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Leaning Against the Wind: Debt Financing in the Face of ... › publication › fulltext › Leaning-... › publication › fulltext › Leaning-...by MJ Brennan · 2018 · Cited by 8 — time of the financing and choose to issue more debt when future earnings prospects

t years, the failure of static theories of capital structure to explain observed capital structure decisions and, in particular, their failure to explain the observed slow speed of adjustment to target capital structures, has lent support to a family of dynamic models of capital structure in which financing decisions depend not only upon the current level of profitability and financial structure, but also on expectations about future levels of profitability and financing needs. In this paper, we provide empirical evidence that financing decisions do depend on expectations about future profitability. We find that after allowing for asset growth and mean reversion in profitability, debt financing has strong predictive power for future changes in profitability as measured by the Return on Assets. Although asset growth and the total amount of external financing tend to be associated with higher future profitability, increased reliance on debt financing is associated with a lower future return on assets. Because the amount of debt financing is a managerial choice variable, this implies that managers have information about a change in future profitability at the time of the financing and choose to issue more debt when future earnings prospects are relatively poor. This behavior, which we term “leaning against the wind,” appears to be inconsistent with the traditional static tax and bankruptcy model that predicts a decline in debt capacity and a corresponding decline in debt financing in these circumstances. The relation between debt financing and future changes in the Return on Equity is much weaker, but in the same direction. We consider three possible explanations for leaning against the wind: 1) market timing, 2) precautionary financing combined with pecking order financing, and 3) “making the numbers” (MTNs). The market timing (MT) hypothesis is motivated by the findings on market timing of Baker and Wurgler (2002) who argue that current capital structures are the result of past efforts to time the market, and DeAngelo, DeAngelo, and Stulz (2010) who describe market timing as We thank Thomas Dangl, Sheridan Titman, and Harry DeAngelo, as well as seminar participants at Bocconi University, Collegio Carlo Alberto, Cambridge University, the National University of Singapore, and Wirtschaftsuniversitaet Vienna, for helpful comments on a previous version of this paper that was circulated with the title Financing Asset Growth. Holger Kraft gratefully acknowledges financial support from Deutsche Forschungsgemeinschaft (DFG) and the Center of Excellence SAFE, funded by the State of Hessen initiative for research LOEWE. ∗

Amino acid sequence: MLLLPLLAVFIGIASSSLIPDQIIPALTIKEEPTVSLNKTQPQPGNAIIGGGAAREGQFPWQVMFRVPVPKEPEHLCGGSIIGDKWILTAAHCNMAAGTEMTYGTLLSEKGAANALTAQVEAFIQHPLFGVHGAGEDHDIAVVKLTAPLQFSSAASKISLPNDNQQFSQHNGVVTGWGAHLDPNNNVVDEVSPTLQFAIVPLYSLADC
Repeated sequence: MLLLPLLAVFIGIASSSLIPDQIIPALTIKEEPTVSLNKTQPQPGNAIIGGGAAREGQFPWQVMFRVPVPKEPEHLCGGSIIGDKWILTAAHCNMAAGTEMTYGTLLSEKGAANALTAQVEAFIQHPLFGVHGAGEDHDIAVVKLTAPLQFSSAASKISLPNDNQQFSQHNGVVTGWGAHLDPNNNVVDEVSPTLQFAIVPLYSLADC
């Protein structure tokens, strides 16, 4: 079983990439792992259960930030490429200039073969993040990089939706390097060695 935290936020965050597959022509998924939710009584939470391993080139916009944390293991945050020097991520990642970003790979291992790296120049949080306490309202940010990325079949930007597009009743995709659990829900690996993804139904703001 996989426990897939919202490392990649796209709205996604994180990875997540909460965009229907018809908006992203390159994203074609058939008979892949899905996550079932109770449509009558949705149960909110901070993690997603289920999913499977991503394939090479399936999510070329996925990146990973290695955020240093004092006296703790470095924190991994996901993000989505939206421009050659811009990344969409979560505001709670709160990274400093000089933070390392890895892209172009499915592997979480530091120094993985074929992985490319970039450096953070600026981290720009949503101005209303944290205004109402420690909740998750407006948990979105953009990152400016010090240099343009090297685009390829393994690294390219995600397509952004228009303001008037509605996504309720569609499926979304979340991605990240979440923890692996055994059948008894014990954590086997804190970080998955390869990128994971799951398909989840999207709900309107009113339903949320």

Michael J. Brennan is an Emeritus Professor in the Anderson School at the University of California Los Angeles in Los Angeles, CA, and the Manchester Business School. Holger Kraft is a Professor of Finance in the Faculty of Economics and Business Administration at Goethe University, Frankfurt am Main in Germany. Financial Management • Fall 2018 • pages 485 – 518

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“the most prominent theoretical explanation for SEOs (seasoned equity offerings).” The market timing hypothesis predicts that managers will tend to rely more heavily on equity financing when they perceive that their stock is overpriced and, as a result, heavy reliance on debt financing will be associated with underpricing and positive future risk-adjusted stock returns. The market timing hypothesis has no particular implications for the relation between current debt financing and future profitability unless changes in future profitability are anticipated by managers, but not by the market. We find that in contrast to the prediction of the MT hypothesis, stocks of firms that rely more heavily on debt to finance their asset expansion have lower future risk-adjusted returns implying that their stock is more over-valued. Thus, not only does the MT hypothesis not explain our findings, it poses a further puzzle as to why firms issue more debt when their shares are overpriced. This question is the more pressing in that debt issuance is most often regarded as a threat to managerial independence as a result of the need to service the debt out of free cash flow, the constraints imposed by bond covenants, debtholder monitoring, and even bankruptcy. In addition, debt financing increases the risk of any stock held by the manager. What then could make debt financing attractive to managers when the stock is overpriced? Our second hypothesis is more closely related to the recent dynamic theories of corporate finance in that it combines the pecking order hypothesis of Myers (1984) with a precautionary financing motive. We label it the extended pecking order (EPO) hypothesis. The precautionary financing motive is implied by dynamic capital structure models in which “the firm is forwardlooking, making current investment and financing decisions in anticipation of future financing needs” (Hennessy and Whited, 2005, p. 1130). The precautionary motive implies that a firm that anticipates a decline in future profitability will find it advantag

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